Your garden doesn’t have to be cleaned up when the calendar page flips from August to September. Two benefits of gardening in the fall are cooler temperatures and more moisture, according to Purdue University Cooperative Extension.
Fast-growing vegetables can be planted in the late summer and harvested in the fall.
When to start your fall garden
August is typically the month to begin fall gardening, so harvest can take place in early fall. Virginia Cooperative Extension explains how to determine when to plant your fall garden based on when your area’s first fall frost:
If you start your own seeds, count the number of days from seed to transplant +
Average harvest period +
Fall factor (about 2 weeks) +
Frost tender factor (about 2 weeks, if applicable)
= days to count back from first frost date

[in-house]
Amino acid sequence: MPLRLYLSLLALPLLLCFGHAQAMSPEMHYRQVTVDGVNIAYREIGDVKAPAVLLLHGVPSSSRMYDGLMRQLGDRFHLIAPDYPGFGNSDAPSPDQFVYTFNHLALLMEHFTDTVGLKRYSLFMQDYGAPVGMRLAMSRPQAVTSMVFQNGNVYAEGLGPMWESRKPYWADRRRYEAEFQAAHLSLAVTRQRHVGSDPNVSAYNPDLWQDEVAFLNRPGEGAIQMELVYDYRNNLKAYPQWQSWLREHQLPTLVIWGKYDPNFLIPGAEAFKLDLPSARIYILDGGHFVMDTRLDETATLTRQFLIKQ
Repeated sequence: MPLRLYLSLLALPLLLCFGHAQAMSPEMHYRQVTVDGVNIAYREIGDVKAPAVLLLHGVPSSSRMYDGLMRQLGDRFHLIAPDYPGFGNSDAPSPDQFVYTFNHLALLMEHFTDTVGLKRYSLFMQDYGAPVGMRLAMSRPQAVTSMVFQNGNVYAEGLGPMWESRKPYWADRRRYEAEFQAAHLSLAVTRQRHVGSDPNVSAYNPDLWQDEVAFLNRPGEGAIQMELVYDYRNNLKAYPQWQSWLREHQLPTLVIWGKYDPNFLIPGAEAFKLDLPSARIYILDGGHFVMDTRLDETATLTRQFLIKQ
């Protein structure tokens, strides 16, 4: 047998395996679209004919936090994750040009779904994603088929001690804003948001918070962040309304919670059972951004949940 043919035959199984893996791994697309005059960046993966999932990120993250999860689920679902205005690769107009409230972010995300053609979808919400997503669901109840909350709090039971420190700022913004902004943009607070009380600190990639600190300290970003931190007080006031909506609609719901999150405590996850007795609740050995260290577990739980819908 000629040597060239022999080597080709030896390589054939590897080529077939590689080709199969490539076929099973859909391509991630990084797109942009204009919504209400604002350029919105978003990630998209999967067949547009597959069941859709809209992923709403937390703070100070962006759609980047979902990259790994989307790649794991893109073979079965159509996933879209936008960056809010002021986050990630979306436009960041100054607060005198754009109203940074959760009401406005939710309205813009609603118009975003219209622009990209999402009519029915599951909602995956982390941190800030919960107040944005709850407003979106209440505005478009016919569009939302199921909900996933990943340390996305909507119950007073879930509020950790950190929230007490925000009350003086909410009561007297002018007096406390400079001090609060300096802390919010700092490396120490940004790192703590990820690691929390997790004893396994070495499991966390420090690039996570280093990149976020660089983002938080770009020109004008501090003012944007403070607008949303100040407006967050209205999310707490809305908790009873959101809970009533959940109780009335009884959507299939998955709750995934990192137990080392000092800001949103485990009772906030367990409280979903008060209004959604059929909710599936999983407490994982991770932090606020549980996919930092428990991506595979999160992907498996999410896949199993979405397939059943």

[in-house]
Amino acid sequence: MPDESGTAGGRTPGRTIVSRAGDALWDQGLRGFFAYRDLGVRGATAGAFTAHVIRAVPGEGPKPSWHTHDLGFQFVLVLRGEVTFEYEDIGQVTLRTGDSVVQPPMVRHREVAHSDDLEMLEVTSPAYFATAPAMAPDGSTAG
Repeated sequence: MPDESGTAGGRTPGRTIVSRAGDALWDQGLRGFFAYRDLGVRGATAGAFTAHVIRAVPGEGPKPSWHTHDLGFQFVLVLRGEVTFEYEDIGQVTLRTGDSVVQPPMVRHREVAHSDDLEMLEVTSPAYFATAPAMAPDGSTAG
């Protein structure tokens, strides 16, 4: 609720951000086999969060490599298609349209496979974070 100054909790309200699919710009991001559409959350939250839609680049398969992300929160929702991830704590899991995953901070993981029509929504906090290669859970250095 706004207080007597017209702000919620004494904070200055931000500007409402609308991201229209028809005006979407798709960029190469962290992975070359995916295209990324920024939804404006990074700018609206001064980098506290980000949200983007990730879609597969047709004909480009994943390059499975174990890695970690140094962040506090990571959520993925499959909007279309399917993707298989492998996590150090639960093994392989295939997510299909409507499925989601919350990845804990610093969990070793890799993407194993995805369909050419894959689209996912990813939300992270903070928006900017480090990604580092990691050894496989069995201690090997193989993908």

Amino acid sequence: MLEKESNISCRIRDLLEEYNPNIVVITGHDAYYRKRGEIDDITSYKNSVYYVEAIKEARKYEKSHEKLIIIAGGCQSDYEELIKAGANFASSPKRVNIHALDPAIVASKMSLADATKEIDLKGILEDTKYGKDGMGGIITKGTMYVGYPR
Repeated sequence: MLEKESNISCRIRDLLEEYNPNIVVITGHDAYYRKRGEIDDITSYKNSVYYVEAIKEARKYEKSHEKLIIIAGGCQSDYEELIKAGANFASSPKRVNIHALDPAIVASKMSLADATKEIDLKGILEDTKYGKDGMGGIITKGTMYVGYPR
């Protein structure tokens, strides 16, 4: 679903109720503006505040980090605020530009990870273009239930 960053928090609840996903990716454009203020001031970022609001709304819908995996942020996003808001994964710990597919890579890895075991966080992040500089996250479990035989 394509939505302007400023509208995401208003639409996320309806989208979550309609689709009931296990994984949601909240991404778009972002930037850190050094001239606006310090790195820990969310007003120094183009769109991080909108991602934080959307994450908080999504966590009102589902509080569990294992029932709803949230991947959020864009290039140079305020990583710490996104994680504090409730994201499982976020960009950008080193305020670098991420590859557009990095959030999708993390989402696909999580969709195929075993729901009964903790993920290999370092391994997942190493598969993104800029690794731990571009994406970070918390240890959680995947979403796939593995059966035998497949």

Or, to put it more simply, online columnist Ivory Harlow says to find out the first projected frost date (try The Old Farmer’s Almanac) for your hardiness zone and count backward with the number of days to maturity on the seed packet.
For instance, in zone 6a, frost is expected around September 25. To plant a spinach variety with a 44 days to maturity, plant by August 12.
Fall garden soil preparation
Ohio State University Extension advises to prepare garden soil well before planting for fall:
- Make sure proper care has been given to minimize weeds.
- Remove residue and debris from the summer garden.
- Only fertilize if fertilizer wasn’t applied in the spring and summer. For 100 square feet, use 1-2 pounds of 8-16-16 fertilizer. Mix in well with the soil.
- Apply water to dry soil before planting seeds and transplanting seedlings.
What to plant
Depending on where you live, certain plants can withstand colder temperatures and light frosts. And, in some places, your growing season may extend farther into fall.
Here are some ideas of what to plant. Check individual varieties to determine if the days to maturity will work for your hardiness zone:
- Leaf lettuce
- Swiss chard
- Winter onions
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